Humans and Water

Part of the Water: H2O = Life exhibition.

Girl Drinking
© Natasha Paterson/AGE Fotostock

Compared to the other animals featured in this section, humans seem to be at a disadvantage when it comes to water. We're dependent on the day-to-day availability of fresh, clean water. We can't survive on seawater, we can't live underwater, and we can't capture rainwater on our backs. We lose water through perspiration, urination, and by exhalation--we breathe out water vapor. Only by using our intelligence and ingenuity have humans managed to live in areas where water is relatively scarce, as well as places where it's salty or frozen.

How Much Water Is Inside You?

The rule of thumb is that humans are about 60 percent water by weight. Because of differences in body fat, men carry a little more than that, women a little less.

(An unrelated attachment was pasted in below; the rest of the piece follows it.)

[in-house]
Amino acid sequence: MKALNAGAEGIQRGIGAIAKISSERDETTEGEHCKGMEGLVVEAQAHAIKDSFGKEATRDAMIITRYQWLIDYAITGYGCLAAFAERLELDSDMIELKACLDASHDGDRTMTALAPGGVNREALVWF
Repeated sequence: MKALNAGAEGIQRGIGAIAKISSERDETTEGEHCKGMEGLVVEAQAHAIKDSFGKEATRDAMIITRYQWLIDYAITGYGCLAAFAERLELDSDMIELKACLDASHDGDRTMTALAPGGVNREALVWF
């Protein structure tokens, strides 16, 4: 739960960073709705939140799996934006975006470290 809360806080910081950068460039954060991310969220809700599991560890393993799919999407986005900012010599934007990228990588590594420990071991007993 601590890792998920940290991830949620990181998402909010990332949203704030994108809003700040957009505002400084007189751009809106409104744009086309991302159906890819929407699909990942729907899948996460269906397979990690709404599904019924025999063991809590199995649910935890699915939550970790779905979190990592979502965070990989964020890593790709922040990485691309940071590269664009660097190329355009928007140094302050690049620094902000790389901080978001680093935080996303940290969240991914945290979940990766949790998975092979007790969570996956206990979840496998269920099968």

How Much Water Should I Drink?

Contrary to popular wisdom, you don't need to drink eight glasses of water a day to replenish your body's water supply. The water in food gives you about 20 percent of your daily needs. Beverages like milk or juice help keep you hydrated, too. The best rule of thumb for most people: Drink water whenever you're thirsty.

By the Numbers

  • A typical woman needs about 2.7 liters (0.7 U.S. gallons) of water per day.
  • A typical man needs about 3.7 liters (one U.S. gallon) per day.